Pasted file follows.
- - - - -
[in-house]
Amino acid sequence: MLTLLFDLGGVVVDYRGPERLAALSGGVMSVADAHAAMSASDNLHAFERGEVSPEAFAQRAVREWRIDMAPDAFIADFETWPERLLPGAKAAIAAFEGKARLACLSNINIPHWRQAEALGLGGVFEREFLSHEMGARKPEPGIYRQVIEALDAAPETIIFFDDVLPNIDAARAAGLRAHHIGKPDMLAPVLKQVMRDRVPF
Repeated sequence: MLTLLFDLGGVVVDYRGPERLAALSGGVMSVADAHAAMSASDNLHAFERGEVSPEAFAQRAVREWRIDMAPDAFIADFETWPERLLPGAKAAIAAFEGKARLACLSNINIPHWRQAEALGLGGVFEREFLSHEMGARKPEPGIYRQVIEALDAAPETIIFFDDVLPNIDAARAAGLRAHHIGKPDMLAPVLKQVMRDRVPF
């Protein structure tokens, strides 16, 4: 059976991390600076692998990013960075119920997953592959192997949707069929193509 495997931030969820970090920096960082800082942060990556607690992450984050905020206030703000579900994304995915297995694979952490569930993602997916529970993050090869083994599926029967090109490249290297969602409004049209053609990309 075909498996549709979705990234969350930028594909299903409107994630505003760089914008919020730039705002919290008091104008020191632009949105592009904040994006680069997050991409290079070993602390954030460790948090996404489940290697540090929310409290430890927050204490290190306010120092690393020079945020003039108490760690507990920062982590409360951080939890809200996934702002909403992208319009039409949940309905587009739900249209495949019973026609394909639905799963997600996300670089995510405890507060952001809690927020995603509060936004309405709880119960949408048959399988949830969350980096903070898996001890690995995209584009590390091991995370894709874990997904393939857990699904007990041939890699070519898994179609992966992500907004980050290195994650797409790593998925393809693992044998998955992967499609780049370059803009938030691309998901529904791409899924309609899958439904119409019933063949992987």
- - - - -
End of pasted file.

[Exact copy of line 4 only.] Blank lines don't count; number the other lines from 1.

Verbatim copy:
């Protein structure tokens, strides 16, 4: 059976991390600076692998990013960075119920997953592959192997949707069929193509 495997931030969820970090920096960082800082942060990556607690992450984050905020206030703000579900994304995915297995694979952490569930993602997916529970993050090869083994599926029967090109490249290297969602409004049209053609990309 075909498996549709979705990234969350930028594909299903409107994630505003760089914008919020730039705002919290008091104008020191632009949105592009904040994006680069997050991409290079070993602390954030460790948090996404489940290697540090929310409290430890927050204490290190306010120092690393020079945020003039108490760690507990920062982590409360951080939890809200996934702002909403992208319009039409949940309905587009739900249209495949019973026609394909639905799963997600996300670089995510405890507060952001809690927020995603509060936004309405709880119960949408048959399988949830969350980096903070898996001890690995995209584009590390091991995370894709874990997904393939857990699904007990041939890699070519898994179609992966992500907004980050290195994650797409790593998925393809693992044998998955992967499609780049370059803009938030691309998901529904791409899924309609899958439904119409019933063949992987």